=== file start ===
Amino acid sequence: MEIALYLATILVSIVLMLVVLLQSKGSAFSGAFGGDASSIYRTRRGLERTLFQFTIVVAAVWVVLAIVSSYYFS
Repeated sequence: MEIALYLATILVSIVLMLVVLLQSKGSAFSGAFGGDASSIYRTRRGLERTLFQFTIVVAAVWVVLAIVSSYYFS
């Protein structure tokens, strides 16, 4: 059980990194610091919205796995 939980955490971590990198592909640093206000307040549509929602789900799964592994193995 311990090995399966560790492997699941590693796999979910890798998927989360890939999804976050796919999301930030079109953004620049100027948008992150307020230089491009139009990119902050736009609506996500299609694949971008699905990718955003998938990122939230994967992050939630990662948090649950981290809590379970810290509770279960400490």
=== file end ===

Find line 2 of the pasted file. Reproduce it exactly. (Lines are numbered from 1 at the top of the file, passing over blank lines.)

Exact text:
Repeated sequence: MEIALYLATILVSIVLMLVVLLQSKGSAFSGAFGGDASSIYRTRRGLERTLFQFTIVVAAVWVVLAIVSSYYFS